Welcome to the Guide to the Guide to Comics, an examination of the (in)famous fanzine “Wizard,” the unique aesthetic of ‘90s comics, and…Austin Powers?
Photo covers of TV and movie stars will become the norm for “Wizard,” a move that I’m going to assume was made to keep the magazine relevant to newsstand readers as the comics market continued to crash. The only Austin Powers content this issue is a thin Austin retrospective pamphlet included with the polybag, and Austin-inspired makeovers of the pros in the Top 10 Creators list. The comics-themed cover, the one sold at comic shops, features Adam Hughes’ rendition of ‘90s Bad Girls that are still lingering at the end of the decade. (Mycomicshop.com has one of the few scans of the cover you can find online.)
The Standards this month are nothing new: Basic Training (Adam Hughes on how to draw “chicas!”), Toy Chest, Coming Attractions, Last Man Standing, Manga Scene, and Report Card. Plus, we have letters, fan art, opinion pieces, trivia, Top 10 lists, Time Travel, and market information.
Jim McLauchlin opens the letter column by informing fans that “Deadpool” is not cancelled, regardless of the rumors on that crazy internet contraption. According to Marvel’s reps, its “Save Deadpool!” website has been an effective means of increasing subscriptions. Other letters address why Marvel and DC still use the Comics Code (Marvel says it sticks with it due to their commitment to all-ages entertainment; DC says it’s necessary for newsstand sales), the existence of the legendary “Miracleman” #25 (Mark Buckingham says it’s been completed, along with six pages from issue #26), and if Mankind from the WWF will receive his own comic. Of course he will, because this is 1999.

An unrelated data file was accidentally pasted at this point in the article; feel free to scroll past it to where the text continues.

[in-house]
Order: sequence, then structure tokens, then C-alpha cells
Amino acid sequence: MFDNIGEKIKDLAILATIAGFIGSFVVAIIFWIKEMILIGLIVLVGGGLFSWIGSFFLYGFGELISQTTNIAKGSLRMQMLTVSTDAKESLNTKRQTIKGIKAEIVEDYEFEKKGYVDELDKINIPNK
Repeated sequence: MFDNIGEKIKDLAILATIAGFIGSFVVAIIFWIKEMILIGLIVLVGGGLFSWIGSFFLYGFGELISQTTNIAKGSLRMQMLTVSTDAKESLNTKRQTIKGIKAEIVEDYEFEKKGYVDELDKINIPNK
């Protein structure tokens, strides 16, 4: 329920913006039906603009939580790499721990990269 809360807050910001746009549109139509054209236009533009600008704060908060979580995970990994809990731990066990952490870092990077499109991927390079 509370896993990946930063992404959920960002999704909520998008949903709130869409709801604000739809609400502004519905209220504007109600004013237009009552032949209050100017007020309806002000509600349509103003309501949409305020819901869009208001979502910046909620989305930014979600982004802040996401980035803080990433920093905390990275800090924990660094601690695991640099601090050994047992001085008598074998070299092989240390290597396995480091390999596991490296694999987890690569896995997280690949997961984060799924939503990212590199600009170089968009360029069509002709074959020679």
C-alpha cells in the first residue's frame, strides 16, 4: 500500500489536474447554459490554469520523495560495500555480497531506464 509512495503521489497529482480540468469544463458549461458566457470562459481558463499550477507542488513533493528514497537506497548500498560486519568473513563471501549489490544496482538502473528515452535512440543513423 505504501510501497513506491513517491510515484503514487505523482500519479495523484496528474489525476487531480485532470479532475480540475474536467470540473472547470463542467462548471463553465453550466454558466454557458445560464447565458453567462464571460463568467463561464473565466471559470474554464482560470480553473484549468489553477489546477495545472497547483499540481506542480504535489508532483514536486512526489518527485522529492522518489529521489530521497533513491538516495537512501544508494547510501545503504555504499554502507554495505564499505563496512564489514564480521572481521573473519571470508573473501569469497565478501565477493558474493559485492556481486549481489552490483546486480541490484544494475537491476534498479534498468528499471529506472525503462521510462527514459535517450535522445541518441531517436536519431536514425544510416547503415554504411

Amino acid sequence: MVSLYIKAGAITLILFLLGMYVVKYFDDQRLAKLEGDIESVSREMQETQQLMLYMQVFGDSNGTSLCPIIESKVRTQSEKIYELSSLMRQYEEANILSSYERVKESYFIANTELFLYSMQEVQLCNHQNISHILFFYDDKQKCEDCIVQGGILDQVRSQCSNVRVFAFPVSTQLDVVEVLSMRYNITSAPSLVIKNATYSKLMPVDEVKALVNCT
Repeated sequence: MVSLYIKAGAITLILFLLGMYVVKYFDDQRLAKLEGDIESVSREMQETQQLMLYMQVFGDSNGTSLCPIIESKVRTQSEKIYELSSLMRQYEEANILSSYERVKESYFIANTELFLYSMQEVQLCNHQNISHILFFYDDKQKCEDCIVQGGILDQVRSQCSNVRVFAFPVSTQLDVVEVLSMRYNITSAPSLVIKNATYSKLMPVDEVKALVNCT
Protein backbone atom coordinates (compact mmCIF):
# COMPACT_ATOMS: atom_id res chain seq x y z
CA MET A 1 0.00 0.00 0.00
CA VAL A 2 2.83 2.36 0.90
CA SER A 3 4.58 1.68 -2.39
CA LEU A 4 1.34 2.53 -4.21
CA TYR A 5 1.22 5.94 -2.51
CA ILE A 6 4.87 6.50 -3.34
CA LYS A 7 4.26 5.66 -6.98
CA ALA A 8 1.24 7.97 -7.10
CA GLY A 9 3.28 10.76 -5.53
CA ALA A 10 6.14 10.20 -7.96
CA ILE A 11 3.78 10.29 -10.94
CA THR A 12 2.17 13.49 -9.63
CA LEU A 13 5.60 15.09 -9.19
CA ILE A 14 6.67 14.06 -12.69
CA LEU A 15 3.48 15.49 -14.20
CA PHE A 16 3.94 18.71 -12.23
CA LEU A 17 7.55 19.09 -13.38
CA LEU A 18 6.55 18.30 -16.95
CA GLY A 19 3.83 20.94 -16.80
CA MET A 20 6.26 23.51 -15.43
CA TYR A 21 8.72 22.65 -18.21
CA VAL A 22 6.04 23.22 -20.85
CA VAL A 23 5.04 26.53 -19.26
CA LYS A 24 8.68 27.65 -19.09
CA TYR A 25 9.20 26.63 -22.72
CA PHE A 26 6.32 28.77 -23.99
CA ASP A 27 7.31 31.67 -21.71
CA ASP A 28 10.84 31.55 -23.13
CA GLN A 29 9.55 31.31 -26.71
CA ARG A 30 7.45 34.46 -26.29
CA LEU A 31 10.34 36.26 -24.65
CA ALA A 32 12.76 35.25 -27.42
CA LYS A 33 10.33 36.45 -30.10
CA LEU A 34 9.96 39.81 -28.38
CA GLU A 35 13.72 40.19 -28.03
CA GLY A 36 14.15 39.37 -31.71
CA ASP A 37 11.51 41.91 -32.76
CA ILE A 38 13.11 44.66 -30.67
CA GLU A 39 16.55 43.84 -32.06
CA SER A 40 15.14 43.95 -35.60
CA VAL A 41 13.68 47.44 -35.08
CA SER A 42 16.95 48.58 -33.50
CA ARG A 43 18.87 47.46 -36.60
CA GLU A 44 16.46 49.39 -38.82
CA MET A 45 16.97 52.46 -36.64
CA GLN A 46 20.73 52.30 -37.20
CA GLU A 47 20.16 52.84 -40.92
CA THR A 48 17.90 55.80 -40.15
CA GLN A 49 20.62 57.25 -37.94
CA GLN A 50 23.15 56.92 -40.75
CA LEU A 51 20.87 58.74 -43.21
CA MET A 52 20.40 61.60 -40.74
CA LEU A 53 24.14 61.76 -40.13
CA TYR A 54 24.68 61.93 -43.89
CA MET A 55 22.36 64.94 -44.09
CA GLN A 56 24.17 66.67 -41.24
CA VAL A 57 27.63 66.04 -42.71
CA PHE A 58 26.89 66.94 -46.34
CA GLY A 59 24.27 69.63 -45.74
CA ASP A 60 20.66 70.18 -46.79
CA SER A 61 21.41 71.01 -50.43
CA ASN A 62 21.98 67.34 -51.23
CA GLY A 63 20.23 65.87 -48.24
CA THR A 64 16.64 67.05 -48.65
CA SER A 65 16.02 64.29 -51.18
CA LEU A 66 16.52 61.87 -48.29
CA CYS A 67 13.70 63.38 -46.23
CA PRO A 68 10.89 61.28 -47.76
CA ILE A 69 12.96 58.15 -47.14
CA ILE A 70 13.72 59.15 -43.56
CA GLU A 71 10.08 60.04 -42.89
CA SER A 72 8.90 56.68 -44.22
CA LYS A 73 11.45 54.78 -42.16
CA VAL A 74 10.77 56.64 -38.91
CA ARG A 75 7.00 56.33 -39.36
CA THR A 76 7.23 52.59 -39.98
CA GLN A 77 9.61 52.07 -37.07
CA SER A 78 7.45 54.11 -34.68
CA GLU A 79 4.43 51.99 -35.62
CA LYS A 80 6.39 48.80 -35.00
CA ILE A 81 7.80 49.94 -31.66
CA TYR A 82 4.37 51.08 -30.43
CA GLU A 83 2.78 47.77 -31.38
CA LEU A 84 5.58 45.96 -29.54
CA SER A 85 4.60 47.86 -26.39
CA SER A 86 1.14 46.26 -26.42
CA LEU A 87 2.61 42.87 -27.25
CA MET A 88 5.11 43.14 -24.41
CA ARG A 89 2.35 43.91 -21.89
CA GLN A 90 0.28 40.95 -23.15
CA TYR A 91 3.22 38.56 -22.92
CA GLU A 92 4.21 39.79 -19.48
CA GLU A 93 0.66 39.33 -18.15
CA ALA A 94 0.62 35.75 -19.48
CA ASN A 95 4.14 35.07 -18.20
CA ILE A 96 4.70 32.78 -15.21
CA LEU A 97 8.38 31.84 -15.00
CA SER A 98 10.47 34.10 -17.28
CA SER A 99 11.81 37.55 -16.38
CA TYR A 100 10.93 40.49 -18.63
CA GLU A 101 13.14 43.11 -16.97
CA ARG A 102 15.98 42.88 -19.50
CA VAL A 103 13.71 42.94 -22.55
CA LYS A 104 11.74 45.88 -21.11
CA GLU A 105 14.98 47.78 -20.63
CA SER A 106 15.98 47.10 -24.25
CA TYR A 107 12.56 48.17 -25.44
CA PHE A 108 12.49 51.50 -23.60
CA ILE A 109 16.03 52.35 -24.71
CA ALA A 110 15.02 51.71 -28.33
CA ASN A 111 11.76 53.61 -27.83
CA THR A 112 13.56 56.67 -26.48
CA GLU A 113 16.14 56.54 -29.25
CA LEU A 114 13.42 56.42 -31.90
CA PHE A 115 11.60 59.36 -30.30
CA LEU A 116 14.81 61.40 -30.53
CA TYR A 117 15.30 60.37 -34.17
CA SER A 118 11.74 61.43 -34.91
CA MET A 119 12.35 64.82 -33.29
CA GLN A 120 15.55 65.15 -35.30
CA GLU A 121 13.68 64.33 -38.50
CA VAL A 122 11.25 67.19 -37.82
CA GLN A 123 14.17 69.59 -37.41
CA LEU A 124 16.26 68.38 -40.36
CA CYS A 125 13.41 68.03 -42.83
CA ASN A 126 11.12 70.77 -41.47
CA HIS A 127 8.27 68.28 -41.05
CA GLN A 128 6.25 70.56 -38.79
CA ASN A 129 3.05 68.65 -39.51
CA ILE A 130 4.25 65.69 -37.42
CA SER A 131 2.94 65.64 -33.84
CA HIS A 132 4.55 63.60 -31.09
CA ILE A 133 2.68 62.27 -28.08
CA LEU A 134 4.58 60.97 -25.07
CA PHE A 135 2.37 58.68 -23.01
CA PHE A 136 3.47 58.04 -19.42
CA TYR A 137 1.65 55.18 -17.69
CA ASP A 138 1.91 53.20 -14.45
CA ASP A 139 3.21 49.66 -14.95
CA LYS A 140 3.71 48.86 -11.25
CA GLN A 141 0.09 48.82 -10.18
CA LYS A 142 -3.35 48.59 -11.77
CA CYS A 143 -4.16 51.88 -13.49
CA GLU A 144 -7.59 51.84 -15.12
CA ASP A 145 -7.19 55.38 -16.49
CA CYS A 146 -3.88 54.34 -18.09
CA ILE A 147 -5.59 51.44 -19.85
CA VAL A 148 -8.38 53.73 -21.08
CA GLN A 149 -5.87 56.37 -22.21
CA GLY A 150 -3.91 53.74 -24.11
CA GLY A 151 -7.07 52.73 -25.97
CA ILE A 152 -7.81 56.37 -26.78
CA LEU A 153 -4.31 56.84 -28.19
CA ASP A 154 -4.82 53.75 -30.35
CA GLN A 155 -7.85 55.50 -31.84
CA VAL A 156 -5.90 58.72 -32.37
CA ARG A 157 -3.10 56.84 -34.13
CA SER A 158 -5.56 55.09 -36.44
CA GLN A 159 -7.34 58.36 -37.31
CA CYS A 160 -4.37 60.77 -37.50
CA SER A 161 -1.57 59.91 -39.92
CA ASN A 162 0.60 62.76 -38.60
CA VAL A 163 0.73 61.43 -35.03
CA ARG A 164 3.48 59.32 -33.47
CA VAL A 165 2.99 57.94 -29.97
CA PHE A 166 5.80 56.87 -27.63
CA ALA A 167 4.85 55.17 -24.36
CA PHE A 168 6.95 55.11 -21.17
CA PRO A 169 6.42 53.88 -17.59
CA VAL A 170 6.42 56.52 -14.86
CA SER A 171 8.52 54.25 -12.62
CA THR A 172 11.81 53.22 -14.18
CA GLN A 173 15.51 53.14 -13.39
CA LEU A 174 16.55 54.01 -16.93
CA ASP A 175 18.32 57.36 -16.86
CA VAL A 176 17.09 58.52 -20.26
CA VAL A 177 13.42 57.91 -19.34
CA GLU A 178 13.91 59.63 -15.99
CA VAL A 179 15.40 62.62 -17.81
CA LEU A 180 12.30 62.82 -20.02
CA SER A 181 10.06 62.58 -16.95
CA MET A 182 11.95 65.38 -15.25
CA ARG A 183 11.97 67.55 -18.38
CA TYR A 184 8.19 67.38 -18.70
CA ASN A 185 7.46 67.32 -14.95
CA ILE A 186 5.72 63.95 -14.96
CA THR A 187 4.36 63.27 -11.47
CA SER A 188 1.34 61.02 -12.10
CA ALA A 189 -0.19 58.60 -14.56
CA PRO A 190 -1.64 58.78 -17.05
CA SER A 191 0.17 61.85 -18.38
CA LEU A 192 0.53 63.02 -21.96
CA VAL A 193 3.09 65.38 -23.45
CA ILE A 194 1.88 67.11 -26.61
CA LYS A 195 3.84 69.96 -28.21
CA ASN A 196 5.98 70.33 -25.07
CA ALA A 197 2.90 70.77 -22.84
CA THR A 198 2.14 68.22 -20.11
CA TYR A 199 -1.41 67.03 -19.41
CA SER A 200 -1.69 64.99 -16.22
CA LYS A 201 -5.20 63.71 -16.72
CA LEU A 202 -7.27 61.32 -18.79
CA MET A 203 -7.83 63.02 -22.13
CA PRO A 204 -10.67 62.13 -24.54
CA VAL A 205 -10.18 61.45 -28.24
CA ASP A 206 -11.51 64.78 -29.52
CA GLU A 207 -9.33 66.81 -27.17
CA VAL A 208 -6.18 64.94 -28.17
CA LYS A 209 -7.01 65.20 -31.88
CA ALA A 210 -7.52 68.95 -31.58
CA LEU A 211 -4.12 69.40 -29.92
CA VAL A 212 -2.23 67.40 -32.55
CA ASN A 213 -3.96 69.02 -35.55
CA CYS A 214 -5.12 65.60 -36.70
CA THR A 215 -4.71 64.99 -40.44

McLauchlin also makes a joke about “Wizard” still living off “those juicy Image and Valiant kickbacks we were gettin’ in 1993.” The kickback or payola allegations against “Wizard” are nothing new, but this is the first time I’ve seen the magazine joke about them. Not too long ago, Rob Liefeld made a reference to giving “Wizard” payola back in the early ‘90s, and there’s a “Savage Dragon” issue in 1996 where Erik Larsen makes a blunt statement about fanzines accepting kickback money. I’m going to assume these were all jokes…
Wizard News & Notes
The lead story is the announcement of Chris Bachalo joining the Cliffhanger imprint. J. Scott Campbell comments that having an artist known for keeping a regular schedule will aid Cliffhanger’s reputation for lateness. Bachalo’s announcement, however, makes it clear that he has no plans on releasing his untitled book on a monthly basis. This title is eventually released as “Steampunk,” Bachalo’s collaboration with Joe Kelly that received absolutely scathing reviews online. And by the time of its release, the “Cliffhanger” label was on its last legs.
In other news…Scott Lobdell is adding another book to his schedule, as he takes over “Gen 13”…Todd McFarlane says that the more adult “urban horror” feel of his new book “Curse of the Spawn” will be reflected in the second “Spawn” film (something he’s still discussing to this day)…Image’s “Alley Cat,” starring a comic book version of Playmate Alley Baggett, will be released soon…Mark Waid has been named as Grant Morrison’s “JLA” replacement…and Joe Casey will “kick out continuity” with his “X-Men: Children of the Atom” miniseries, which retells the origins of the original X-Men.